So too does ever-reliable Cumbrian Kyle Amor, another Saints stalwart whose contribution should not be underestimated.

Second row

Jamie Jones-Buchanan served his hometown club with distinction for 20 seasons and was another key figure in the golden generation of homegrown stars.

He enjoyed remarkable success and longevity in the blue and amber and started in the second row in the club’s three in a row between 2007 and 2009.

Carl Ablett, at times unheralded, also deserves a mention for his contribution to the Rhinos’ ‘three-peat’ while ball-playing New Zealander Ali Lauiti’iti was a special talent who played his part at Old Trafford in 2007, 2008 and 2009.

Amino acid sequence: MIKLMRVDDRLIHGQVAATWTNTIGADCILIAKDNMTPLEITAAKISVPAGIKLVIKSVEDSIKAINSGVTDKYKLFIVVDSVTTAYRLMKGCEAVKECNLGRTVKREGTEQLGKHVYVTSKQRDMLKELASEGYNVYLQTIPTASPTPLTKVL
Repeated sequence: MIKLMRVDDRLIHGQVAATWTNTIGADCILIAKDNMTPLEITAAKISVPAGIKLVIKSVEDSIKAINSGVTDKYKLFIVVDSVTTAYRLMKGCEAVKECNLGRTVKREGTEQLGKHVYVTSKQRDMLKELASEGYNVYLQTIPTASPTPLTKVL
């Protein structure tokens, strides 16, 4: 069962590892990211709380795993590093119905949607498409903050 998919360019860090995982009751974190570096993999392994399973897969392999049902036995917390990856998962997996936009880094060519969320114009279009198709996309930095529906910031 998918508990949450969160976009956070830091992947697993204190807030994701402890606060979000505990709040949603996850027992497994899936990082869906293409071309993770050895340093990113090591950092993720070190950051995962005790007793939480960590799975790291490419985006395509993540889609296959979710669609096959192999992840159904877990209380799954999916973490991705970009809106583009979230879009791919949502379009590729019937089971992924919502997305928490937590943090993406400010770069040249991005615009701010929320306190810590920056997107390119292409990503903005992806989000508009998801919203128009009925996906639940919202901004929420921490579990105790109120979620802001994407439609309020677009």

Zeb Taia was hugely influential in St Helens’ Grand Final wins in 2019 and 2020 before leaving at the end of last season.

Loose forward

Kevin Sinfield was versatile and could also operate in the halves and at hooker, but he played at 13 in the 2007, 2008 and 2009 Grand Final victories over St Helens.

He won the Harry Sunderland Trophy in 2009 and went on to captain the Rhinos to seven of their eight Super League titles.

A staggering achievement for a man regarded as Leeds’ greatest-ever skipper, which earned him the nickname ‘Sir Kev’ by South Standers.

Morgan Knowles has risen to prominence for St Helens and lined up at loose forward in each of their past three Grand Final wins, impressing each time.

Three-peat Dream Team: Lachlan Coote; Tommy Makinson, Kevin Naiqama, Keith Senior, Ryan Hall; Rob Burrow, Danny McGuire; Alex Walmsley, James Roby, Jamie Peacock; Jamie Jones-Buchanan, Ali Lauiti’iti, Kevin Sinfield

Interchange: Louie McCarthy-Scarsbrook, Kylie Leuluai, Morgan Knowles, Jack Welsby

Coach: Kristian Woolf